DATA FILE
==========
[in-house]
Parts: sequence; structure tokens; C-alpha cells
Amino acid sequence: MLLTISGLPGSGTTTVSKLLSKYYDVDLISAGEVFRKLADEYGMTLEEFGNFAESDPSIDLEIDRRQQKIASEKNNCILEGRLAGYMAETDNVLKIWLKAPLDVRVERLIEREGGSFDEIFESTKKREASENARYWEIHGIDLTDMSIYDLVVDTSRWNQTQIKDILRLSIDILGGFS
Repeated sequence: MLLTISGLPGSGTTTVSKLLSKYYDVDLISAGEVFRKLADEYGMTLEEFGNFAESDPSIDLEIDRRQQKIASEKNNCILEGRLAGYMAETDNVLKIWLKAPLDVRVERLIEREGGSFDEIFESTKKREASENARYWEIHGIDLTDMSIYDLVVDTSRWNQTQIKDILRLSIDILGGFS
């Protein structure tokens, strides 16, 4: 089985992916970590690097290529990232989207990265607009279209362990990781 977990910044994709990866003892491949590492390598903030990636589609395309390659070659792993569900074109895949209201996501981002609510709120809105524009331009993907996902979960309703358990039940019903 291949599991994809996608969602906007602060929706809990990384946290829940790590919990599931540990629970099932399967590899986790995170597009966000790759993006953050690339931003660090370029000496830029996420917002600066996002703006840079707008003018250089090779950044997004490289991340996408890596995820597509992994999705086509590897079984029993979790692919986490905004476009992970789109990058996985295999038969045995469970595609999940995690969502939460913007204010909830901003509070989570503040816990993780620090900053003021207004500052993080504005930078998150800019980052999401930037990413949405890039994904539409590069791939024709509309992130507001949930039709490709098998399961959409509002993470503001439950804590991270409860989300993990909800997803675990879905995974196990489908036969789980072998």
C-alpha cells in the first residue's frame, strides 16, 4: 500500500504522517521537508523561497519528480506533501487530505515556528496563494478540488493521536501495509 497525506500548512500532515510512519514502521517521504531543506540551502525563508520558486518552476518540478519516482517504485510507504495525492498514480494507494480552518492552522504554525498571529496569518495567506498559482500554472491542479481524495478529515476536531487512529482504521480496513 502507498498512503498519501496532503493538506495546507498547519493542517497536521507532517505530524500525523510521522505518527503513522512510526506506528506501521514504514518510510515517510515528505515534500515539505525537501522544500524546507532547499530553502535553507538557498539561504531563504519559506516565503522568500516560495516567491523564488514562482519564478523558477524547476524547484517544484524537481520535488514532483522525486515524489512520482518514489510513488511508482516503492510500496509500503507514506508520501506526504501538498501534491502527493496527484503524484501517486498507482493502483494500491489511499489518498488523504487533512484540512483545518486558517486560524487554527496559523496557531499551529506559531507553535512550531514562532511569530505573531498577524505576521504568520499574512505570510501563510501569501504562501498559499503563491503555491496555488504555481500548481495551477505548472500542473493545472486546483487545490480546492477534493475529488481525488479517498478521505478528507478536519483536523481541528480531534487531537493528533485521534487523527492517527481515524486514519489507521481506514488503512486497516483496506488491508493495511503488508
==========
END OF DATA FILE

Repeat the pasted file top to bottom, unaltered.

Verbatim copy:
[in-house]
Parts: sequence; structure tokens; C-alpha cells
Amino acid sequence: MLLTISGLPGSGTTTVSKLLSKYYDVDLISAGEVFRKLADEYGMTLEEFGNFAESDPSIDLEIDRRQQKIASEKNNCILEGRLAGYMAETDNVLKIWLKAPLDVRVERLIEREGGSFDEIFESTKKREASENARYWEIHGIDLTDMSIYDLVVDTSRWNQTQIKDILRLSIDILGGFS
Repeated sequence: MLLTISGLPGSGTTTVSKLLSKYYDVDLISAGEVFRKLADEYGMTLEEFGNFAESDPSIDLEIDRRQQKIASEKNNCILEGRLAGYMAETDNVLKIWLKAPLDVRVERLIEREGGSFDEIFESTKKREASENARYWEIHGIDLTDMSIYDLVVDTSRWNQTQIKDILRLSIDILGGFS
């Protein structure tokens, strides 16, 4: 089985992916970590690097290529990232989207990265607009279209362990990781 977990910044994709990866003892491949590492390598903030990636589609395309390659070659792993569900074109895949209201996501981002609510709120809105524009331009993907996902979960309703358990039940019903 291949599991994809996608969602906007602060929706809990990384946290829940790590919990599931540990629970099932399967590899986790995170597009966000790759993006953050690339931003660090370029000496830029996420917002600066996002703006840079707008003018250089090779950044997004490289991340996408890596995820597509992994999705086509590897079984029993979790692919986490905004476009992970789109990058996985295999038969045995469970595609999940995690969502939460913007204010909830901003509070989570503040816990993780620090900053003021207004500052993080504005930078998150800019980052999401930037990413949405890039994904539409590069791939024709509309992130507001949930039709490709098998399961959409509002993470503001439950804590991270409860989300993990909800997803675990879905995974196990489908036969789980072998």
C-alpha cells in the first residue's frame, strides 16, 4: 500500500504522517521537508523561497519528480506533501487530505515556528496563494478540488493521536501495509 497525506500548512500532515510512519514502521517521504531543506540551502525563508520558486518552476518540478519516482517504485510507504495525492498514480494507494480552518492552522504554525498571529496569518495567506498559482500554472491542479481524495478529515476536531487512529482504521480496513 502507498498512503498519501496532503493538506495546507498547519493542517497536521507532517505530524500525523510521522505518527503513522512510526506506528506501521514504514518510510515517510515528505515534500515539505525537501522544500524546507532547499530553502535553507538557498539561504531563504519559506516565503522568500516560495516567491523564488514562482519564478523558477524547476524547484517544484524537481520535488514532483522525486515524489512520482518514489510513488511508482516503492510500496509500503507514506508520501506526504501538498501534491502527493496527484503524484501517486498507482493502483494500491489511499489518498488523504487533512484540512483545518486558517486560524487554527496559523496557531499551529506559531507553535512550531514562532511569530505573531498577524505576521504568520499574512505570510501563510501569501504562501498559499503563491503555491496555488504555481500548481495551477505548472500542473493545472486546483487545490480546492477534493475529488481525488479517498478521505478528507478536519483536523481541528480531534487531537493528533485521534487523527492517527481515524486514519489507521481506514488503512486497516483496506488491508493495511503488508